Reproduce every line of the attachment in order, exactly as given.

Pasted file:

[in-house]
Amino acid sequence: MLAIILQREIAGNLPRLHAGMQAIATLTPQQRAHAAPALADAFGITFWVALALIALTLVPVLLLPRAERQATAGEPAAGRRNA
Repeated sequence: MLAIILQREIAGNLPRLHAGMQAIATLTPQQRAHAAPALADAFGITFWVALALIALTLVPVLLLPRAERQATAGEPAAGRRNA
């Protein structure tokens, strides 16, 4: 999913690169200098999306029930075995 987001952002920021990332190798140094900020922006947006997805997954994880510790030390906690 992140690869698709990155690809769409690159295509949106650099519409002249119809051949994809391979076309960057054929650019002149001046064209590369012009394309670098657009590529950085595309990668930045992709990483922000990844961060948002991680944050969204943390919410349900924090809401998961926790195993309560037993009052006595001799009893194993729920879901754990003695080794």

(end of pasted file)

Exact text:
[in-house]
Amino acid sequence: MLAIILQREIAGNLPRLHAGMQAIATLTPQQRAHAAPALADAFGITFWVALALIALTLVPVLLLPRAERQATAGEPAAGRRNA
Repeated sequence: MLAIILQREIAGNLPRLHAGMQAIATLTPQQRAHAAPALADAFGITFWVALALIALTLVPVLLLPRAERQATAGEPAAGRRNA
């Protein structure tokens, strides 16, 4: 999913690169200098999306029930075995 987001952002920021990332190798140094900020922006947006997805997954994880510790030390906690 992140690869698709990155690809769409690159295509949106650099519409002249119809051949994809391979076309960057054929650019002149001046064209590369012009394309670098657009590529950085595309990668930045992709990483922000990844961060948002991680944050969204943390919410349900924090809401998961926790195993309560037993009052006595001799009893194993729920879901754990003695080794």